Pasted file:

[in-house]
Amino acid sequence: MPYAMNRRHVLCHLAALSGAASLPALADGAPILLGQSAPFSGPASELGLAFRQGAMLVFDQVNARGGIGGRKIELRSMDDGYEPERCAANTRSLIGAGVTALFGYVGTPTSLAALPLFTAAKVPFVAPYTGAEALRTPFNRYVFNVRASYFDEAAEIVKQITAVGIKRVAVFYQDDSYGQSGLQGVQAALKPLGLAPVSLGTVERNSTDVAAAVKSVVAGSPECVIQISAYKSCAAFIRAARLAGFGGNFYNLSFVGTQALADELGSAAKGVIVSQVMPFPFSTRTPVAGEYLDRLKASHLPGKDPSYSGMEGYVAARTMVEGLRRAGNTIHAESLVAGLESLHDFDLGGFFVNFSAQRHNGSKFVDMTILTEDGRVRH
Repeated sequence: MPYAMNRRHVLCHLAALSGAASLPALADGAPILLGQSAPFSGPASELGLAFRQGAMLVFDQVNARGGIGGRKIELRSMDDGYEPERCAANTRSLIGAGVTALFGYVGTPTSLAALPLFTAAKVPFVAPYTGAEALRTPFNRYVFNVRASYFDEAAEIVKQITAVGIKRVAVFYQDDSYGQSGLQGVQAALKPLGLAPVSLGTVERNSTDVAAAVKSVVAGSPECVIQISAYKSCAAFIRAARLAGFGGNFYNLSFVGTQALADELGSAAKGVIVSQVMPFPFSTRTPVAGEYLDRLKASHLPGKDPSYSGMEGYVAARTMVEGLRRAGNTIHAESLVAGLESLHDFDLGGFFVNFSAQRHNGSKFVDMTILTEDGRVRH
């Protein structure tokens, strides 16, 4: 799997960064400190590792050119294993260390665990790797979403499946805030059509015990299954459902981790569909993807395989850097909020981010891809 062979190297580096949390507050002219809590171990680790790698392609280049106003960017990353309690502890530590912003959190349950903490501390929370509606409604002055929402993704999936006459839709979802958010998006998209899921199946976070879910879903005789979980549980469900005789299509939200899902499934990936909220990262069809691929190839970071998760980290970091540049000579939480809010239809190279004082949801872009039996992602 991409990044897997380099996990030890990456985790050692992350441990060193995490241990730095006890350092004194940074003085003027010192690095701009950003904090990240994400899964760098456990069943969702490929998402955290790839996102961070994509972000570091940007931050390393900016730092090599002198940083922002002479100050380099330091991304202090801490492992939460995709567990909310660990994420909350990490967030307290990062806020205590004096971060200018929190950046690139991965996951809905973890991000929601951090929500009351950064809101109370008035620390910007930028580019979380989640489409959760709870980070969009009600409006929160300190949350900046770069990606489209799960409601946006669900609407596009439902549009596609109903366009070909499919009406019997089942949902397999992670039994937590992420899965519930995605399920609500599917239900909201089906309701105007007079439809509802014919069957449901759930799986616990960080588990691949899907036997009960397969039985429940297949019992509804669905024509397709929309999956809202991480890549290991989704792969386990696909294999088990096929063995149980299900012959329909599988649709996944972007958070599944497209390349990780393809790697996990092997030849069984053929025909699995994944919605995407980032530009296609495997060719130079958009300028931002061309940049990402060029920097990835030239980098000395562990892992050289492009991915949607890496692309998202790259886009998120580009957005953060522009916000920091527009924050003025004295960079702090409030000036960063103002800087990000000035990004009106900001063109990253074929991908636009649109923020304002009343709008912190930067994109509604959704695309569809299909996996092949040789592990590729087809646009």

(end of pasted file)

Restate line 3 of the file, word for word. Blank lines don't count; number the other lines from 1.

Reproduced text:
Repeated sequence: MPYAMNRRHVLCHLAALSGAASLPALADGAPILLGQSAPFSGPASELGLAFRQGAMLVFDQVNARGGIGGRKIELRSMDDGYEPERCAANTRSLIGAGVTALFGYVGTPTSLAALPLFTAAKVPFVAPYTGAEALRTPFNRYVFNVRASYFDEAAEIVKQITAVGIKRVAVFYQDDSYGQSGLQGVQAALKPLGLAPVSLGTVERNSTDVAAAVKSVVAGSPECVIQISAYKSCAAFIRAARLAGFGGNFYNLSFVGTQALADELGSAAKGVIVSQVMPFPFSTRTPVAGEYLDRLKASHLPGKDPSYSGMEGYVAARTMVEGLRRAGNTIHAESLVAGLESLHDFDLGGFFVNFSAQRHNGSKFVDMTILTEDGRVRH